Back in Twin Peaks, Dr. Jacoby gets a big delivery of shovels to his trailer; Benjamin Horne has hired Beverly (new-to-show Ashley Judd) as his new assistant at the hotel and gets a visit from his druggie brother Jerry, who asks if he s sleeping with his recent hire yet; and at the sheriff s office, someone looking for Sheriff Truman gets soundly confused by kooky secretary Kimmy Robertson. Same old, same old.
Elsewhere, driving on a dark winding forest road is the Dale Cooper inhabited by Bob (let s call him Host Cooper). He s leathery and tan, with long hair and a leather jacket, and he s clearly on a mission. He rolls up to a wooden cabin where he promptly beats up a stooge standing guard and leaves hauling off two younger drifters, Ray and Daria.
Back in New York City, Tracy arrives at the strange building again with lattes, but the security guard is gone, so her suitor lets her in for a while. While she s amazed by the glass box setup, he admits that he doesn t know what it does he just took the job as a gig. He s supposed to see something, and apparently people have before, but he hasn t yet and can t talk about it. It doesn t take long until they start hooking up on the couch, as the glass box grows more and more prominent, the hum louder and louder until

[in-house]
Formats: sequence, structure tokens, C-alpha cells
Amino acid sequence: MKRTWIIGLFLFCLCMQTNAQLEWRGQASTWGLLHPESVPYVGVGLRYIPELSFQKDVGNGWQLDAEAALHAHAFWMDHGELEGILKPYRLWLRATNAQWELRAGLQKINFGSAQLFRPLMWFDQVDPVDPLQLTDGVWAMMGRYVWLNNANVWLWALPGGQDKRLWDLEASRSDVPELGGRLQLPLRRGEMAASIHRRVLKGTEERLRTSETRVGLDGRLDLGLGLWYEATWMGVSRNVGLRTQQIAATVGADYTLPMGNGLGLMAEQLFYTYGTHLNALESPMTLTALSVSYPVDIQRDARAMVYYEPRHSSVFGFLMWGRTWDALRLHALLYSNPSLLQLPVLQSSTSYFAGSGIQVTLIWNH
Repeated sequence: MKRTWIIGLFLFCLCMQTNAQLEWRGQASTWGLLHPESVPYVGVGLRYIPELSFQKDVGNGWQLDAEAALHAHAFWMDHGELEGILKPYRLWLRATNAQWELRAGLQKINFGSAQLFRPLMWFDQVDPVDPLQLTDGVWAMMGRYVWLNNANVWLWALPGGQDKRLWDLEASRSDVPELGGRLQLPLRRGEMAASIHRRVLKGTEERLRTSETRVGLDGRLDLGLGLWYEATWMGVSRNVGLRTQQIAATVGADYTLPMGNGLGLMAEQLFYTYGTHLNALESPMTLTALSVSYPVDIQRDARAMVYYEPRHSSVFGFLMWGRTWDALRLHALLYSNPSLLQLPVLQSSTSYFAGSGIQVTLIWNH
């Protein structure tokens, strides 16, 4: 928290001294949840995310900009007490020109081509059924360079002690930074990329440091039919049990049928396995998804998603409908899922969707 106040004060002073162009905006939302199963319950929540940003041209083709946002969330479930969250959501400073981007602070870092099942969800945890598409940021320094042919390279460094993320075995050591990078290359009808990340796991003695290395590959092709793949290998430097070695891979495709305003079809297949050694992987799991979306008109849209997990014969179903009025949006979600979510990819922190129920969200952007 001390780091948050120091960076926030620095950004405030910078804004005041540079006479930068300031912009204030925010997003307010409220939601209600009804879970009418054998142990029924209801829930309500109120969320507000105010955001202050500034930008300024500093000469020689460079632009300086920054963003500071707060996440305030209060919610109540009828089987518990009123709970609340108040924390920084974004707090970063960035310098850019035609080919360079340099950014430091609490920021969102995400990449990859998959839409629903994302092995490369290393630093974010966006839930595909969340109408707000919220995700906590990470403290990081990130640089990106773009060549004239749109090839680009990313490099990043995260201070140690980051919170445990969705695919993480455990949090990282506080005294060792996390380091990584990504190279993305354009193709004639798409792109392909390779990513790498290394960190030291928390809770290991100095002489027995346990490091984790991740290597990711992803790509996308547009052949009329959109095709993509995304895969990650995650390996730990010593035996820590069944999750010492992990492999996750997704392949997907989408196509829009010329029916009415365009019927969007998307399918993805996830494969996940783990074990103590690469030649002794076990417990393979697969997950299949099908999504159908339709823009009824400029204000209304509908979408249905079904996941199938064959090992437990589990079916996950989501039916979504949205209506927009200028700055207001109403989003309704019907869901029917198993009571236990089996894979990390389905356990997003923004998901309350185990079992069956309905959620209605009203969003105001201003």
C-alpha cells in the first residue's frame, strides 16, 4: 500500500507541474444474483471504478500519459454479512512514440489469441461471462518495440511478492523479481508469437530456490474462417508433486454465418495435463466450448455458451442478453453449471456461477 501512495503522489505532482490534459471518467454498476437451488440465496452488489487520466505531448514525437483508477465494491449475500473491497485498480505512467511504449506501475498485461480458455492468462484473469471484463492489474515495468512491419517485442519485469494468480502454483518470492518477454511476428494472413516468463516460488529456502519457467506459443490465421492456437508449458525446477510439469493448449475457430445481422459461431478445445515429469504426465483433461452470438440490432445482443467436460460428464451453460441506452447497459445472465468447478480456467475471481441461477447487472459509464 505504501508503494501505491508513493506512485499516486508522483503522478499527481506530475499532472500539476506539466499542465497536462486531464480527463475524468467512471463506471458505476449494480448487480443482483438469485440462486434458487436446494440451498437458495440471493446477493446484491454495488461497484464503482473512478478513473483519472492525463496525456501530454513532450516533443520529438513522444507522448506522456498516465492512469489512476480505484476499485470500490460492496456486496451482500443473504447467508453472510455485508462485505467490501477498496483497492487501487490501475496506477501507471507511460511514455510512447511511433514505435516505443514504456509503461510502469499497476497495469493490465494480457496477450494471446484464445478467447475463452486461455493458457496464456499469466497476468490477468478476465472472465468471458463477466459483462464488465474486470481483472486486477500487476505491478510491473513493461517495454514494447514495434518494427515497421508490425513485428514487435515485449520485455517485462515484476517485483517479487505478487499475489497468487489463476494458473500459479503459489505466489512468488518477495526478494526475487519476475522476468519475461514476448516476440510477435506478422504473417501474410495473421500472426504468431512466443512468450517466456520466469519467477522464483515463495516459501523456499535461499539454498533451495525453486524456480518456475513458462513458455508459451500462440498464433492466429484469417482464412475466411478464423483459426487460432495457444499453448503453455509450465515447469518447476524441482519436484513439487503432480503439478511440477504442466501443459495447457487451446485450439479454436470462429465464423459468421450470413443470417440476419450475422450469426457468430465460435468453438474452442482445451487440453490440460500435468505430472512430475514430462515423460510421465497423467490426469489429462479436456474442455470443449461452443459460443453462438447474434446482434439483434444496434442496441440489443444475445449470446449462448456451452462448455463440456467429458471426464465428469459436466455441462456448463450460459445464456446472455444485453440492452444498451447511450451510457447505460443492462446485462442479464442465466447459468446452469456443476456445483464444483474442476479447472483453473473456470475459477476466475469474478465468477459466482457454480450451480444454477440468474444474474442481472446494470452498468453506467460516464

Matthew Lillard in a still from Twin Peaks. Photo: Suzanne Tenner/SHOWTIME
The box goes black. A person, or humanoid, lurks inside it but before we can tell what it is, the thing breaks through the glass, fills the room like a fog, and tears up the couple s faces or that s what it looks like. It’s old-school, schlockily vague visual effects that fit perfectly in the world that is Twin Peaks. The overly CGI-ed Manhattan skylines, not so much.
In a new location, Buckhorn, North Dakota, there s a lot more weird small-town quirkiness than in Twin Peaks itself. The whole thing feels a little close to the Fargo reboot, as two cops discover through a series of comic interludes and bizarre townies that a woman named Ruth Davenport has been murdered in her apartment in a gruesome fashion. We get appearances by Jane Adams and Brent Briscoe (a Mulholland Drive alum) in the police force, and they find out that the prints in the apartment belong to Bill Hastings, the high school principal, a perfectly-cast Matthew Lillard.